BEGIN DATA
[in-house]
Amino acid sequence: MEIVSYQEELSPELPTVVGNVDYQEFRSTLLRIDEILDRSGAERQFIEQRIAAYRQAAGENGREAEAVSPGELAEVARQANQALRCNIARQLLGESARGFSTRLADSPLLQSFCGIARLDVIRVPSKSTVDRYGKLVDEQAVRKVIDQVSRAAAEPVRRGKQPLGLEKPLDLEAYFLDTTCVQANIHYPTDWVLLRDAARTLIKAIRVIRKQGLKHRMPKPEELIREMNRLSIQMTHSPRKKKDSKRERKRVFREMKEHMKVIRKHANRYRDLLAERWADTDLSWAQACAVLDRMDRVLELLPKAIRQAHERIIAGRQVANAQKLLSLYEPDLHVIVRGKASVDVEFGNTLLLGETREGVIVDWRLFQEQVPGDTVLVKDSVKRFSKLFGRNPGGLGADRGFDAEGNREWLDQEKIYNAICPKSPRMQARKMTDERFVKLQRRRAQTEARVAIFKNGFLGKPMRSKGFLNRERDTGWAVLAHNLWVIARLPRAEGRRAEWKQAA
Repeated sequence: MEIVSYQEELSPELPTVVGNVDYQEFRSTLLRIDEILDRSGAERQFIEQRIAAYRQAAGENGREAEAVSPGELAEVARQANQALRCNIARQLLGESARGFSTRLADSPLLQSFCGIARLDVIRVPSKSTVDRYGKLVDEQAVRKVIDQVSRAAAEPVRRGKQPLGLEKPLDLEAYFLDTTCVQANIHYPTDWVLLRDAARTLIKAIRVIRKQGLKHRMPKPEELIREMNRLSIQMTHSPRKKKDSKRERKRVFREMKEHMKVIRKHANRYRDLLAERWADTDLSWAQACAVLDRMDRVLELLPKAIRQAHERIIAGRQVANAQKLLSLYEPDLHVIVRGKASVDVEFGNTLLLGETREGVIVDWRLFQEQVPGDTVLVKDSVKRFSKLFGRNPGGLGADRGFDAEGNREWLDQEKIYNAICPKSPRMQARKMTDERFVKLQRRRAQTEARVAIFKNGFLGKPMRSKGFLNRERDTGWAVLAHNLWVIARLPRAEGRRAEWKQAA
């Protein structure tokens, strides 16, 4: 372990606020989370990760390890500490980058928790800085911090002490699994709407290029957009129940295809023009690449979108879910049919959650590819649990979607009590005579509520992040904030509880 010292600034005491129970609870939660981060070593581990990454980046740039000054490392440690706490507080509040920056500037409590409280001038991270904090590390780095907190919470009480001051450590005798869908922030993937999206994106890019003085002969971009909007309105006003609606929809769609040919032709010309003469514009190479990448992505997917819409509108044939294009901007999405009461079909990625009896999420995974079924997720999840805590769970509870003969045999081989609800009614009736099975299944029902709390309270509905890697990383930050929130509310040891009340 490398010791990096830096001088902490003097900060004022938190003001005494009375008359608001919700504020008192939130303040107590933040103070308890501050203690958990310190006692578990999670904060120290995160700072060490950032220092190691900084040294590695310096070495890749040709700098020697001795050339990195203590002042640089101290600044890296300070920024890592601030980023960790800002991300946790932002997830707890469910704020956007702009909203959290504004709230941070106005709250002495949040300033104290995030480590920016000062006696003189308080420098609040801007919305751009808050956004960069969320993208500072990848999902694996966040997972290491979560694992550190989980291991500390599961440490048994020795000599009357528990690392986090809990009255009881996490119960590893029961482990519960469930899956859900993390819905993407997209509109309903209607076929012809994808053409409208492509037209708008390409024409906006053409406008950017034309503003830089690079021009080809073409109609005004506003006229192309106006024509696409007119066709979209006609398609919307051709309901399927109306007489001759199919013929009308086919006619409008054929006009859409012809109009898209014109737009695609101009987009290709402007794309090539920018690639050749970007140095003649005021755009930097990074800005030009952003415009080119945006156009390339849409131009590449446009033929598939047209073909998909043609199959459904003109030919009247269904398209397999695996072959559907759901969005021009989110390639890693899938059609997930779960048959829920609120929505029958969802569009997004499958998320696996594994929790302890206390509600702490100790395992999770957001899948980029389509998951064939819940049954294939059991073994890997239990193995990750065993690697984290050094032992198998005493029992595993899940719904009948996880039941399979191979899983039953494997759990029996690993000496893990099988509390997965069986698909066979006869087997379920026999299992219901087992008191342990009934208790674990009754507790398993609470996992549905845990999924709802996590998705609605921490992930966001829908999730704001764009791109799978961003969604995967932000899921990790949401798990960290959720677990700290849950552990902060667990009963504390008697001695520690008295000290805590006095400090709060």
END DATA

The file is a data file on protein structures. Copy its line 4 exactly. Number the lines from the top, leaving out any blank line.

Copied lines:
């Protein structure tokens, strides 16, 4: 372990606020989370990760390890500490980058928790800085911090002490699994709407290029957009129940295809023009690449979108879910049919959650590819649990979607009590005579509520992040904030509880 010292600034005491129970609870939660981060070593581990990454980046740039000054490392440690706490507080509040920056500037409590409280001038991270904090590390780095907190919470009480001051450590005798869908922030993937999206994106890019003085002969971009909007309105006003609606929809769609040919032709010309003469514009190479990448992505997917819409509108044939294009901007999405009461079909990625009896999420995974079924997720999840805590769970509870003969045999081989609800009614009736099975299944029902709390309270509905890697990383930050929130509310040891009340 490398010791990096830096001088902490003097900060004022938190003001005494009375008359608001919700504020008192939130303040107590933040103070308890501050203690958990310190006692578990999670904060120290995160700072060490950032220092190691900084040294590695310096070495890749040709700098020697001795050339990195203590002042640089101290600044890296300070920024890592601030980023960790800002991300946790932002997830707890469910704020956007702009909203959290504004709230941070106005709250002495949040300033104290995030480590920016000062006696003189308080420098609040801007919305751009808050956004960069969320993208500072990848999902694996966040997972290491979560694992550190989980291991500390599961440490048994020795000599009357528990690392986090809990009255009881996490119960590893029961482990519960469930899956859900993390819905993407997209509109309903209607076929012809994808053409409208492509037209708008390409024409906006053409406008950017034309503003830089690079021009080809073409109609005004506003006229192309106006024509696409007119066709979209006609398609919307051709309901399927109306007489001759199919013929009308086919006619409008054929006009859409012809109009898209014109737009695609101009987009290709402007794309090539920018690639050749970007140095003649005021755009930097990074800005030009952003415009080119945006156009390339849409131009590449446009033929598939047209073909998909043609199959459904003109030919009247269904398209397999695996072959559907759901969005021009989110390639890693899938059609997930779960048959829920609120929505029958969802569009997004499958998320696996594994929790302890206390509600702490100790395992999770957001899948980029389509998951064939819940049954294939059991073994890997239990193995990750065993690697984290050094032992198998005493029992595993899940719904009948996880039941399979191979899983039953494997759990029996690993000496893990099988509390997965069986698909066979006869087997379920026999299992219901087992008191342990009934208790674990009754507790398993609470996992549905845990999924709802996590998705609605921490992930966001829908999730704001764009791109799978961003969604995967932000899921990790949401798990960290959720677990700290849950552990902060667990009963504390008697001695520690008295000290805590006095400090709060």